The Aztec emperor, Montezuma II, ruled an enormous area that encompassed most of central Mexico and contained between twenty-five million and thirty million inhabitants. Spain, with only eight million people, was smaller in both size and population. The Aztecs, however, were not prepared to face Europeans who came with strange beasts and weapons, and who acted so differently. An old myth that predated the Aztecs told of a great god, Quetzalcóatl Quetzalcóatl (Aztec god) , the feathered serpent, who had once ruled in Mexico but had been driven out. He sailed eastward, claiming that one day he would return to claim his kingdom. Montezuma, remembering this story, fell victim to Cortés’s cunning, when the Spaniard, displaying cannons, mastiffs, and horses that terrified Montezuma’s envoys, claimed to be that deity. Torn between fear of the god’s wrath and the suspicion that Cortés was only a human enemy, Montezuma alternately plotted to ambush Cortés, offered him presents of gold, pleaded with him to go away, and demanded that his shamans destroy the Spaniard with a curse.

Meanwhile, Cortés was slowly marching his men up into the mountains toward the capital. After being attacked and nearly destroyed by a fierce tribe that detested the Aztecs, Cortés explained that he had come to free the people from their hated enemy, and he received them as allies. When Cortés heard from La Malinche that the people of the town of Cholula were preparing a trap for him and his men, Cortés massacred the leaders and allowed his indigenous allies to sack the city. Montezuma remained frozen with fear yet shocked at the Spanish invaders’ blatant disregard for Aztec rules of warfare.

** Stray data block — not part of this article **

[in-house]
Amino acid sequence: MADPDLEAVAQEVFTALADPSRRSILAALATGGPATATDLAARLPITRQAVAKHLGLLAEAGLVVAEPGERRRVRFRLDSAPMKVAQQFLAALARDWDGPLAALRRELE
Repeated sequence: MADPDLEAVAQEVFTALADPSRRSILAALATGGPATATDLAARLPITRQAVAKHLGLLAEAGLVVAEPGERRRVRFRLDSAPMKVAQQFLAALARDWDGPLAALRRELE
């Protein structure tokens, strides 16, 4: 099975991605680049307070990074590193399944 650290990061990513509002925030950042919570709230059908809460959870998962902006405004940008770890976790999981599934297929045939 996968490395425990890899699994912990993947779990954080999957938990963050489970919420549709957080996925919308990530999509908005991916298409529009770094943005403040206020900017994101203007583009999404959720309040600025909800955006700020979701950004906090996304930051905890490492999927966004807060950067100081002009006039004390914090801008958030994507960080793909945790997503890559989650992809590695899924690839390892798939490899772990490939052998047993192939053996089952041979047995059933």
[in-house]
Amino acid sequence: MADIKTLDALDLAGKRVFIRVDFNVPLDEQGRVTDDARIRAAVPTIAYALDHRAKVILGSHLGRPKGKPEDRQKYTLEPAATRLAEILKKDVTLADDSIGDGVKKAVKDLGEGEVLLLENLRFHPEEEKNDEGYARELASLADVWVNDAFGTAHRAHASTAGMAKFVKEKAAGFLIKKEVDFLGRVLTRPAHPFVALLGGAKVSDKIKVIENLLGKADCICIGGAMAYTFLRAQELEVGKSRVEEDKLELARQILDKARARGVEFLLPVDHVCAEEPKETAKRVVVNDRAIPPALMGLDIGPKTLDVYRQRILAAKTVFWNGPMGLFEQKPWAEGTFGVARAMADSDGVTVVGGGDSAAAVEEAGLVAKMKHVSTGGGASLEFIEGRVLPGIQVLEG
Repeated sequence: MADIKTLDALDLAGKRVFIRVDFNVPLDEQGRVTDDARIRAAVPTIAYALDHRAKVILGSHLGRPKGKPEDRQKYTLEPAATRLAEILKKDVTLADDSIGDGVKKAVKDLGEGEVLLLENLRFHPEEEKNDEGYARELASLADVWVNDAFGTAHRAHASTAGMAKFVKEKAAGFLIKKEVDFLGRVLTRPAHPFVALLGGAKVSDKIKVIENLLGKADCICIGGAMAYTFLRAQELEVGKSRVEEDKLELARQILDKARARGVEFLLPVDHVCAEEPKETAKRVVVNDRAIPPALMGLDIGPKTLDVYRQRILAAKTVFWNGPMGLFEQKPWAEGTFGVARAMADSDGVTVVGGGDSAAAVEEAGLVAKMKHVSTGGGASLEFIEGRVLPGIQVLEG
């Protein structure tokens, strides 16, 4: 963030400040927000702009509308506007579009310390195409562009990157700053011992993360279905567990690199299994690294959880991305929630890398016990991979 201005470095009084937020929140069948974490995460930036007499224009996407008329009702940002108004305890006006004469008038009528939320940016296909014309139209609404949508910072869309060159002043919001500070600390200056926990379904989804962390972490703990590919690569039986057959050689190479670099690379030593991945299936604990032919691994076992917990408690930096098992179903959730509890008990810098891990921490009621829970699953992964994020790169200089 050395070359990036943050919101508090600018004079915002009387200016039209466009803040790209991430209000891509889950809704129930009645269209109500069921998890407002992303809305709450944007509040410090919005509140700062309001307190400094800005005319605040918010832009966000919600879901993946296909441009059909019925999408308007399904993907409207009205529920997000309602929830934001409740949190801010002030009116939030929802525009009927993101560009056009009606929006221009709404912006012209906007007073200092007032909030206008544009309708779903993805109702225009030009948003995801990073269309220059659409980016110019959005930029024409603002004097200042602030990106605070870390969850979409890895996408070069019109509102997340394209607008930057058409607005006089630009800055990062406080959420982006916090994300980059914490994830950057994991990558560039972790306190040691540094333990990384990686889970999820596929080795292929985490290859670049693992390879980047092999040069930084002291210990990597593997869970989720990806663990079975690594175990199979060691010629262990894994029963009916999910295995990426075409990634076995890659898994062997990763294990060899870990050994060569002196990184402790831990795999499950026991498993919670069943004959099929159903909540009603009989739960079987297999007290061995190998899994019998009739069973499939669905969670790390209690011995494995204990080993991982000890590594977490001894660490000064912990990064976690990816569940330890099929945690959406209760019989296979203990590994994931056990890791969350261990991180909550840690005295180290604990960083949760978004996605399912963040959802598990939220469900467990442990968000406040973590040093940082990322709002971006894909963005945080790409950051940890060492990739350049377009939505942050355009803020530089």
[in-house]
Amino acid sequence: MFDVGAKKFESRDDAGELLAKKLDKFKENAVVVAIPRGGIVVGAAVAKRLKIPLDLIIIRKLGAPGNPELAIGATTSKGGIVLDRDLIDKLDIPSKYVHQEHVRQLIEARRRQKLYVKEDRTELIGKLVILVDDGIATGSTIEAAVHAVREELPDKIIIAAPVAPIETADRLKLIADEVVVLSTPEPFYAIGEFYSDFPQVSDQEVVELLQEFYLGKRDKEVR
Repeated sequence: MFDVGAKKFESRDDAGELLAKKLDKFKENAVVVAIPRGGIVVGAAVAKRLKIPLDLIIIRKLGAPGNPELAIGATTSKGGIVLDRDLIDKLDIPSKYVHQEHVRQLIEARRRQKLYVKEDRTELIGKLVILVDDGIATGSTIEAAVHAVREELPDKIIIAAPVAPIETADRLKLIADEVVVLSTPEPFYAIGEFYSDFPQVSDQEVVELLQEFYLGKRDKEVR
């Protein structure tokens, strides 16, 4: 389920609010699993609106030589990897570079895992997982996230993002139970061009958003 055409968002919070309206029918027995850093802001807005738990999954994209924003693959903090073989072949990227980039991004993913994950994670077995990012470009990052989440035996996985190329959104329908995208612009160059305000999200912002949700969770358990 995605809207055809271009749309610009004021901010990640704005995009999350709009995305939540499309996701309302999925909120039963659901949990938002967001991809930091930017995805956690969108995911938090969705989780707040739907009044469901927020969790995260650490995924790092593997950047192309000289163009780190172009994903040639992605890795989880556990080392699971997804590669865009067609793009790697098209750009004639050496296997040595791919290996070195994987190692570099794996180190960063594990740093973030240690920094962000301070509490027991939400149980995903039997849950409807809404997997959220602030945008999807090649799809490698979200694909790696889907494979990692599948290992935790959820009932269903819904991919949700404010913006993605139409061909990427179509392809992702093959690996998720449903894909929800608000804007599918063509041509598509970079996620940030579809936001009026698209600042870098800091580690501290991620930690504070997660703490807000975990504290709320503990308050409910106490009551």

On November 8, 1519, Montezuma finally met Cortés and invited him and his men into Tenochtitlán Tenochtitlán . One of Cortés’s soldiers, Bernal Díaz del Castillo, wrote that this fabulous city was grander than most in Europe and bigger than anything he had ever seen in Spain. It was an enormous city of more than 150,000 people, with great palaces and neighborhoods divided by grand canals. Cortés and his men had simply walked in and made themselves masters of the city.

Cortés’s control was tenuous, however, and he decided to seize Montezuma on the pretext that some of the men he had left behind at Veracruz had been killed. Montezuma was horrified when he was taken by the Spanish, who had betrayed his hospitality. In a dignified manner, the Aztec emperor explained to his people that he was not a prisoner, and he was permitted a degree of freedom. Nevertheless, many of the Aztec leaders were upset with Montezuma’s meekness and, when Cortés suddenly had to return to Veracruz to face a shipload of men sent by Cuba’s angry governor, his second in command, Pedro de Alvarado, feared an uprising. After giving the Aztec aristocrats permission to perform a religious ceremony, Alvarado thought they would use it as an excuse to attack, so he directed the Spanish to massacre the unarmed dancers. This led to a general uprising against the Spanish, in which Montezuma was killed.

When Cortés returned, he could only help his men fight their way out of the capital. On July 1, 1520, La noche triste Noche triste, La , or the night of sorrows, as the Spanish called it, Cortés and his men were nearly destroyed. They barely escaped with the assistance of their indigenous allies and spent nearly half a year recovering, planning, and building a fleet of boats to attack the Aztec capital from the waters of Lake Texcoco, which surrounded the city.

Significance

While the Spanish were recovering from their rout, the Aztecs were struck by smallpox Smallpox;Aztecs and , probably from a wounded soldier they had captured to sacrifice. The pestilence decimated the population of the city and left the Aztecs weakened. In spite of their debility, and the death by smallpox of Montezuma’s brother and emperor, Cuitláhuac, who had replaced Montezuma, the Aztecs fought bravely and effectively against the Spanish and their indigenous allies.